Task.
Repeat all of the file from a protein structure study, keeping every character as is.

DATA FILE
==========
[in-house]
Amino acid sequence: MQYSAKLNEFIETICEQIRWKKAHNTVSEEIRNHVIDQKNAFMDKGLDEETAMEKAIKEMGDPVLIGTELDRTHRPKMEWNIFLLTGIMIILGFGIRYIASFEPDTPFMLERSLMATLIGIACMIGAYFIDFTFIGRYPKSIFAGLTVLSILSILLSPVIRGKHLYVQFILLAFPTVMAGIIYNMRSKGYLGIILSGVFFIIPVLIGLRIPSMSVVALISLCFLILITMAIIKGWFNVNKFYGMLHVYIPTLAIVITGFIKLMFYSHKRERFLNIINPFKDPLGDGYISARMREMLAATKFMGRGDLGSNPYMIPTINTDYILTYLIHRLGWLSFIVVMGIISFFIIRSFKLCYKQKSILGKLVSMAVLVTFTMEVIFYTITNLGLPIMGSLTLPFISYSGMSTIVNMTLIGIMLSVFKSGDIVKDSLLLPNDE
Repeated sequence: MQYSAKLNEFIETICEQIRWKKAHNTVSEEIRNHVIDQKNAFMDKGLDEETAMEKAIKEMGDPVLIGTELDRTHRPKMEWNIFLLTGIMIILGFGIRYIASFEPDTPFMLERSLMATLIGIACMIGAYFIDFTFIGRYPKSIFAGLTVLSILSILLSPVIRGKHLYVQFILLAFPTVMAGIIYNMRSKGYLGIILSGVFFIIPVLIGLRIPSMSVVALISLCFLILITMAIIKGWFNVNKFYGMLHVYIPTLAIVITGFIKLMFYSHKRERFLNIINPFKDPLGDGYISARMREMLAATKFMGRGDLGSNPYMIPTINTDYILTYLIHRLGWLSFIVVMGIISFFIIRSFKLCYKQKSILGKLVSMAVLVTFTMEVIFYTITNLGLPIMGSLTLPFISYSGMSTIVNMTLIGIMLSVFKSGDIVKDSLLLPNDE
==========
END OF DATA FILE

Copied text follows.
[in-house]
Amino acid sequence: MQYSAKLNEFIETICEQIRWKKAHNTVSEEIRNHVIDQKNAFMDKGLDEETAMEKAIKEMGDPVLIGTELDRTHRPKMEWNIFLLTGIMIILGFGIRYIASFEPDTPFMLERSLMATLIGIACMIGAYFIDFTFIGRYPKSIFAGLTVLSILSILLSPVIRGKHLYVQFILLAFPTVMAGIIYNMRSKGYLGIILSGVFFIIPVLIGLRIPSMSVVALISLCFLILITMAIIKGWFNVNKFYGMLHVYIPTLAIVITGFIKLMFYSHKRERFLNIINPFKDPLGDGYISARMREMLAATKFMGRGDLGSNPYMIPTINTDYILTYLIHRLGWLSFIVVMGIISFFIIRSFKLCYKQKSILGKLVSMAVLVTFTMEVIFYTITNLGLPIMGSLTLPFISYSGMSTIVNMTLIGIMLSVFKSGDIVKDSLLLPNDE
Repeated sequence: MQYSAKLNEFIETICEQIRWKKAHNTVSEEIRNHVIDQKNAFMDKGLDEETAMEKAIKEMGDPVLIGTELDRTHRPKMEWNIFLLTGIMIILGFGIRYIASFEPDTPFMLERSLMATLIGIACMIGAYFIDFTFIGRYPKSIFAGLTVLSILSILLSPVIRGKHLYVQFILLAFPTVMAGIIYNMRSKGYLGIILSGVFFIIPVLIGLRIPSMSVVALISLCFLILITMAIIKGWFNVNKFYGMLHVYIPTLAIVITGFIKLMFYSHKRERFLNIINPFKDPLGDGYISARMREMLAATKFMGRGDLGSNPYMIPTINTDYILTYLIHRLGWLSFIVVMGIISFFIIRSFKLCYKQKSILGKLVSMAVLVTFTMEVIFYTITNLGLPIMGSLTLPFISYSGMSTIVNMTLIGIMLSVFKSGDIVKDSLLLPNDE